2. DiabetesCare.net Goes Spanish…and French…and 50 Other Languages
3. New therapies and gene target advance the treatment and understanding of hard-to-treat leukemias
4. Psychopaths May Lack Understanding of Social Contracts: Study
5. U of M researchers identify possible key to treating, understanding post-traumatic stress disorder
6. Breakthrough in understanding life-threatening childhood liver disease
7. Interactive media improved patients’ understanding of cancer surgery by more than a third
8. Microbiomes may hold key to better understanding of preterm birth
9. What can health-care facilities do to help patients better understand medical information
10. Do children understand irony?
11. Better understanding of mapmaking in the brain
Post Your Comments:
*Name:
*Comment:
*Email:
(Date:4/30/2016)... , ... April 30, 2016 , ... Orlando-based Maximized Living ... they go for gold in Rio. Under the care of Maximized Living doctors ... , In an unprecedented showing, Maximized Living is sending the largest contingent of elite ...
(Date:4/29/2016)... ... April 30, 2016 , ... Mercy College is expanding its Graduate Business ... will be expanding due to high demand: Master of Business Administration (MBA), Master of ... summer. , School of Business Graduate Program Chair Dr. Ray Manganelli said: ...
(Date:4/29/2016)... MA (PRWEB) , ... April 29, 2016 , ... ... the Two Ten Footwear Foundation, the national charitable foundation serving the footwear industry, ... With 8,000 volunteers representing more than 130 companies across 23 states during the ...
(Date:4/29/2016)... ... April 29, 2016 , ... Shamangelic ... the addition Onnit brand Alpha BRAIN and New Mood Daily-Stress Formula for brain ... mood optimization products to the store is just one more way Shamangelic Healing ...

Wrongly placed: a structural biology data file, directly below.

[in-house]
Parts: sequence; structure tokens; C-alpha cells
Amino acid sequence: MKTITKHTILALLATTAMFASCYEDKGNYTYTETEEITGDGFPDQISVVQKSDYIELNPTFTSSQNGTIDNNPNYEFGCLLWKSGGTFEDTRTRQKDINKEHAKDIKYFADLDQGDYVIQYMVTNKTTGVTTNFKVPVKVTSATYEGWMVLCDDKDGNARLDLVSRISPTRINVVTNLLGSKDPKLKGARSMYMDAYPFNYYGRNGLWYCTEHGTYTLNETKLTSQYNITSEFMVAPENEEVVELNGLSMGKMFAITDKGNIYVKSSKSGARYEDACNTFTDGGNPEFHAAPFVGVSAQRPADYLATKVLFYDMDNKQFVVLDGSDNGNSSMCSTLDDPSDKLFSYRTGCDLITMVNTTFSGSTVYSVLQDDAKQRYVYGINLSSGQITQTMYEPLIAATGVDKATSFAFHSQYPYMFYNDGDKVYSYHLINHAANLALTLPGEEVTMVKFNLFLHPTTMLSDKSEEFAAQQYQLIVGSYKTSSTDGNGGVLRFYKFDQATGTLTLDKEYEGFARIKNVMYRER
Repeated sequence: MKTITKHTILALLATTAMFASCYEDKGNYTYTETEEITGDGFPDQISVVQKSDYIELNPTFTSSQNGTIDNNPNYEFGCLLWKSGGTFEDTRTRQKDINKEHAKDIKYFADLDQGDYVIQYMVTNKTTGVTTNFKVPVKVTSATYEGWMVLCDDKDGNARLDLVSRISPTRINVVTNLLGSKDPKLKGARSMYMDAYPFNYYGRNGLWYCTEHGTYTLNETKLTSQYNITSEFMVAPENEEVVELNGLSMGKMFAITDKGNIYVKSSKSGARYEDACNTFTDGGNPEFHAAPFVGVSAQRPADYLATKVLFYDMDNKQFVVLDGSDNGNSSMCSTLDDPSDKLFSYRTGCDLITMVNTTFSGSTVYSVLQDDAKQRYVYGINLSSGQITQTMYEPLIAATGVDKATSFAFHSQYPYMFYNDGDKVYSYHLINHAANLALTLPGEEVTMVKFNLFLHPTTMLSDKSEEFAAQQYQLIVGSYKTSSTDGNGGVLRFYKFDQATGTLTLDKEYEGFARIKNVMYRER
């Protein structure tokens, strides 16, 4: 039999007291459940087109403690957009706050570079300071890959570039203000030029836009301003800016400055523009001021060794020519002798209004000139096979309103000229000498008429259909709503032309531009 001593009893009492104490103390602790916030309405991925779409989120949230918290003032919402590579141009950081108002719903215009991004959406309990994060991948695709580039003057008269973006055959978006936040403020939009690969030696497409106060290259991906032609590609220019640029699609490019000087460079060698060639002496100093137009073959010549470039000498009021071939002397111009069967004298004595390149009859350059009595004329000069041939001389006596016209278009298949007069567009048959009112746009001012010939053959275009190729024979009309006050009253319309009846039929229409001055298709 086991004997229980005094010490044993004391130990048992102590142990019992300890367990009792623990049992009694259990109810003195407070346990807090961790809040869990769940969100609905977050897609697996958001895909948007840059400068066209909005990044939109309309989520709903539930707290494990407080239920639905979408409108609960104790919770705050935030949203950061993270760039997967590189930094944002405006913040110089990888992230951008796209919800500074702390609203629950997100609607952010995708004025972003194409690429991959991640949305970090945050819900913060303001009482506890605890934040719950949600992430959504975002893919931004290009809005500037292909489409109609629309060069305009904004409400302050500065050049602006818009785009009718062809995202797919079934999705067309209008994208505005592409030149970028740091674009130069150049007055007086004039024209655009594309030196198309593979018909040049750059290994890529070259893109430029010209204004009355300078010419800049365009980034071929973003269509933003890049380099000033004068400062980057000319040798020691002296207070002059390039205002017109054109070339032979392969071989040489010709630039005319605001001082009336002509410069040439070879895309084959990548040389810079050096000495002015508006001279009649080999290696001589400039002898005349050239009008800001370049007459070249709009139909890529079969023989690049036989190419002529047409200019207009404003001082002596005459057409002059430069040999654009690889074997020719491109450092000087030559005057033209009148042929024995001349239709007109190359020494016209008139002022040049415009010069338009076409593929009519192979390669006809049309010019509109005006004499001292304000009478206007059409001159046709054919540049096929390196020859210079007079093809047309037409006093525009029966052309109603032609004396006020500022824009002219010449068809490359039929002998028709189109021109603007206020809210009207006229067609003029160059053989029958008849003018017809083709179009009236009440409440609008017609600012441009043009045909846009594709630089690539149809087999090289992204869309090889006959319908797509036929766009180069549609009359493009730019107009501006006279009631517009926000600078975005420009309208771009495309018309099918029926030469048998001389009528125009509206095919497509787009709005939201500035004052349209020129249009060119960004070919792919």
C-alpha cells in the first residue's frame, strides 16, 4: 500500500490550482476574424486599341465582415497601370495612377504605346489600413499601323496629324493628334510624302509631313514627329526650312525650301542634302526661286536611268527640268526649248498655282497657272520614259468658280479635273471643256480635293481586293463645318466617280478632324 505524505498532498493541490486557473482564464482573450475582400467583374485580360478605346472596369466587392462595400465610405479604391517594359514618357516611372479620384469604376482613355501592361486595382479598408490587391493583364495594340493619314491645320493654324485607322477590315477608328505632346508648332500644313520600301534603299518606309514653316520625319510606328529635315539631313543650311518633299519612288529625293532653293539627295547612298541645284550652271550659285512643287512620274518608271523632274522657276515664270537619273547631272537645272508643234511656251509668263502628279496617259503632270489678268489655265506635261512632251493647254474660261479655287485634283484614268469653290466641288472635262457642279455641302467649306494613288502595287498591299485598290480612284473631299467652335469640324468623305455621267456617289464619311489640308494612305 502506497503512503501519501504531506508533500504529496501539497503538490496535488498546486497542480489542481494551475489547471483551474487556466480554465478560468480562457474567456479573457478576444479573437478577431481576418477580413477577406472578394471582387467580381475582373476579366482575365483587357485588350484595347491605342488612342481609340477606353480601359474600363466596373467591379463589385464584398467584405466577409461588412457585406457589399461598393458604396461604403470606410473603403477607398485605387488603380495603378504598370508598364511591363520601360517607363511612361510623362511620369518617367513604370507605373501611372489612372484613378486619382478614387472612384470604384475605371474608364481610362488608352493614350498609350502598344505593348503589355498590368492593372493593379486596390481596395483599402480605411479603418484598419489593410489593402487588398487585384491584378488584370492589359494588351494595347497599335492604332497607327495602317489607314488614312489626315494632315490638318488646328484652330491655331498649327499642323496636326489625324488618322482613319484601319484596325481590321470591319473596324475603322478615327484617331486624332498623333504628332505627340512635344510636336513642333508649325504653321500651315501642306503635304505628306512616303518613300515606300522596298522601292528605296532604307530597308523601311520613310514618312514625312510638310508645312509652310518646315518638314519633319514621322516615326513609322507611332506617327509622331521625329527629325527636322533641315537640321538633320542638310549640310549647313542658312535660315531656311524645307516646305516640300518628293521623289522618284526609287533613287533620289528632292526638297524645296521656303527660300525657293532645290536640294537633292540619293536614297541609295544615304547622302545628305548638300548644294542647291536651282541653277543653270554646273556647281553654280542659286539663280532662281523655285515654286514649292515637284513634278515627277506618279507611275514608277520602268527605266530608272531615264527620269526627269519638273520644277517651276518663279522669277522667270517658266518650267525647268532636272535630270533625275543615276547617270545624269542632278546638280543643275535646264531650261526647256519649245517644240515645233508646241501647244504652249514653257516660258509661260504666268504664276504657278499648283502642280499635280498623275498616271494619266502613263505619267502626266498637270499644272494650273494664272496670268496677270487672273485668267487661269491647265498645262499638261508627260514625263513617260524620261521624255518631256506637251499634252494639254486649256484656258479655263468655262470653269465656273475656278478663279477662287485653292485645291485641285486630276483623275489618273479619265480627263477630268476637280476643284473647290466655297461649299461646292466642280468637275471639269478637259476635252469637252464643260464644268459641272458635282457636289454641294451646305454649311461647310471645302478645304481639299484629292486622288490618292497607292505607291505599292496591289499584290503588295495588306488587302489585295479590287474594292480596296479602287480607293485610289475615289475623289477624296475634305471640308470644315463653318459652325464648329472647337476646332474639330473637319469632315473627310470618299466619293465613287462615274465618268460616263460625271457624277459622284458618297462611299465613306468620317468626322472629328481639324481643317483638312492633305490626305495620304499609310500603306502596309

(Date:4/29/2016)... ... April 29, 2016 , ... On Tuesday, April 26, ... the Southeast, celebrated the signature of Gov. Nathan Deal on SB 258, the “Rural ... (R - Cumming), offers a 70% tax credit to individuals and corporations which donate ...
Breaking Medicine News(10 mins):
(Date:4/27/2016)... SHAWNEE, Kan. , April 27, 2016 /PRNewswire/ ... Martabano , a senior from the University of ... winner of the Bayer Excellence in Communication Award ... veterinary schools, which were awarded a total of ... Over the last four years, Bayer has provided ...
(Date:4/27/2016)... 27, 2016 Global  urinalysis ... billion by 2022, according to a new report ... (Logo: http://photos.prnewswire.com/prnh/20150105/723757 ) , ... efficiency and accuracy delivered by the new generation ... novel urinalysis instruments and consumables. For instance, the ...
(Date:4/26/2016)... Hill-Rom Holdings, Inc. (NYSE: HRC ) invites you ... 41 st Annual Health Care Conference on Wednesday, May ... invited to listen to the live discussion via the internet ... http://edge.media-server.com/m/p/mr4uxgas . A recorded replay of the discussion will ... and accessible at the links above until August 1, 2016. ...
Breaking Medicine Technology: